3 of 4 people found the following review helpful
A Great Set of Spooky Stories,
This review is from: House of Fear: An Anthology of Haunted House Stories (Paperback)
It is just under a year since I reviewed Jonathan Oliver's first collection of themed original horror shorts, The End of the Line. That was, I thought, an excellent collection overall, and therfore I've been excited for this second anthology ever since it was first announced. House of Fear has the classic haunted house as its theme. This is heavily traversed ground and so the challenge here, far more than with the previous collection, is to find original and exciting ways to tell these stories. I'm pleased to say the contributors to the House of Fear have succeeded admirably in this regard.
First up is Objects In Dreams May Be Closer Than They Appear by veteran supernatural scribe, Lisa Tuttle. This is a great opener to the collection, and one which I feel perfectly sets the tone for the anthology as a whole. Focusing as it does on the search for a rural idyll and a house that may not even exist. It is well told and shows from the outset that this is a collection happy to play creatively with its theme.
Up next is one of the standout stories in the collection for me, Pied-Á-Terre by Stephen Volk. Volk is one of a number of contributors to House of Fear who also contributed to The End of the Line. This tale is poignant and understated, taking as its basis a real event and using its haunting as a warning to spur the protagonist into making a key decision about her life. It is expertly done. This is followed by another great story, In the Absence Of Murdoch, by Terry Lamsley. Lamsley is one of a handful of writers in this anthology whose work is previously unknown to me, but this quirky, darkly mischievous and very enjoyable tale has placed him firmly on my radar.
Adam Nevill is a writer whose work I am familiar with, and who, in my opinion, is very skilled at crafting tales of unease. His contribution is one of several which touch upon the subject of old age. Florrie is a sad tale that is haunting in ways not limited to the supernatural. Christopher Fowler is another whose contribution has a theme related to the elderly, but in this instance, An Injustice didn't work for me as well as the others. I wasn't entirely convinced by the actions of a key character. Also, a crucial aspect of this story brought to mind a tabloid rant, in which an elderly white woman in a multi-racial inner city, the mother of a serving soldier in Afghanistan, is the victim of Asian Hoodlums. Tim Lebbon's tale, Trick Of The Light, completes the trinity of tales that have ageing as part of their theme. Like Nevill's earlier, it is melancholic and infused with sadness and regret. It is a potent evocation of the haunting nature of memory.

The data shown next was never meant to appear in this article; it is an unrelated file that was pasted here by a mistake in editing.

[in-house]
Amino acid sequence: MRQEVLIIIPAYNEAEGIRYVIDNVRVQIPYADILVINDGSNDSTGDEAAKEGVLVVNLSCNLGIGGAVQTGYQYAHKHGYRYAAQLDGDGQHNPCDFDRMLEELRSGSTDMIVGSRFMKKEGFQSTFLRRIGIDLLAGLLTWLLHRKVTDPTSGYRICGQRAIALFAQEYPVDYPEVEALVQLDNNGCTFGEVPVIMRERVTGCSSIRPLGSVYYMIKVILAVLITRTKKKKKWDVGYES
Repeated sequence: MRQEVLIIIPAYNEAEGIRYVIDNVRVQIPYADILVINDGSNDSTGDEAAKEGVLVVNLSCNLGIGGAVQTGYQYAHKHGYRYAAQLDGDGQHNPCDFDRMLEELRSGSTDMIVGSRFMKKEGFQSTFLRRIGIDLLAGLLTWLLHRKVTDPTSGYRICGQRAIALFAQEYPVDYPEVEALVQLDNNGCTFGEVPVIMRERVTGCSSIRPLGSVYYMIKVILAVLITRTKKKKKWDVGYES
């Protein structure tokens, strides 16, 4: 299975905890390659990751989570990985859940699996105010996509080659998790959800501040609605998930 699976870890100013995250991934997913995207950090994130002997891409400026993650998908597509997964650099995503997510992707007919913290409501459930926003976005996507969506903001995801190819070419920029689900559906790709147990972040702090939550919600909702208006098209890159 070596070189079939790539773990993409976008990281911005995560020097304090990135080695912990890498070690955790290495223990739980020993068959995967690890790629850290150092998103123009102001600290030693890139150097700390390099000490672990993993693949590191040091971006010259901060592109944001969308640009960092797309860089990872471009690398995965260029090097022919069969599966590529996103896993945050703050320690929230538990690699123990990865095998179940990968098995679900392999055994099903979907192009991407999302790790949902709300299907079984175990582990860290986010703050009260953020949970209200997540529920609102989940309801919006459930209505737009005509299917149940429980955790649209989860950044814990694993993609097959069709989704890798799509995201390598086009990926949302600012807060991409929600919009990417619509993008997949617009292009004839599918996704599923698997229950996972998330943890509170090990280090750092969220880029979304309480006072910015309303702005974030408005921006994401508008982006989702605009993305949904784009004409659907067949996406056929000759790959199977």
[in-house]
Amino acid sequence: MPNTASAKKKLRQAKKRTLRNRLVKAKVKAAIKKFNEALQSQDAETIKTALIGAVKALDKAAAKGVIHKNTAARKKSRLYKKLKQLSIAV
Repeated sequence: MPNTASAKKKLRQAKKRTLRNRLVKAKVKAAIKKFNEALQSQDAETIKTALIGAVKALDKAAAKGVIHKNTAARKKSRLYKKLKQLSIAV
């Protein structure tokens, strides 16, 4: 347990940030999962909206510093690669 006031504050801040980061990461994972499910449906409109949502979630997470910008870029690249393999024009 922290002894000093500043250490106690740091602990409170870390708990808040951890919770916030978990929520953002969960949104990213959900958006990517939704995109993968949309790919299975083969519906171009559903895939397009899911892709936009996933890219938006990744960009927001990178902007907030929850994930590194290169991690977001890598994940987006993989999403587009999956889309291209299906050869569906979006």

Sarah Pinborough is another writer whose work is well known to me. Her story, The Room Upstairs, is actually a kind of slow burn love story. I really liked it, and it stood out for me as having a character quite different from all the other contributions without trying hard to be different. That by Robert Shearman, conversely, did feel like it was trying hard to be different. The Dark Space In The House In The House In The Garden At The Centre Of The World although clever in some aspects, left me with mixed feelings overall.
Characteristically surreal, Inside/Out by Nicholas Royle may not be as captivating as his story in the End of The Line, but is still memorable for its twisting unreality. It may also leave you scratching your head, wondering what the heck you just read. Driving The Milky Way by Weston Ochse is a spirited number in more than just the obvious ways. It is a striking tale which brings to mind strong images and creates a lasting impression. More conventional (but no less effective) tales are provided by Jonathan Green and Paul Meloy, both Villanova and the Doll's House are disturbing, and each builds to a powerful conclusion.
With so many excellent tales, choosing the best from among them is a difficult task. Aside from those already mentioned, Christopher Priest is a definite contender. Willow Weeds is a mesmerising tale of misdirection with a unique take on the concept of haunting, and it's completely brilliant. Another strong contender is the closing tale from Joe R. Lansdale, What Happened To Me wraps up the collection perfectly with its weird fiction undertones and elemental haunting.
The House of Fear is a great set of stories. An anthology that deserves to be in every horror fans collection. Editor, Jonathan Oliver is rapidly shaping up to be a key name in horror anthologies, soon able, if this standard continues, to take his place alongside the likes of Stephen Jones and Ellen Datlow. I haven't mentioned all of the stories featured, and of course, I preferred some more than others, but there really are no bad stories in House of Fear. This collection contains some of the best writers of horror and supernatural fiction at work today as well as some of the field's rising stars. I'm already impatient for the next of these themed anthologies. You should be too.
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Initial post: 25 Jul 2012 15:43:14 BDT
Amazon Customer says:
Thank you for your interesting and comprehensive review which has certainly aided me in my choice of what sounds like a great collection of stories.
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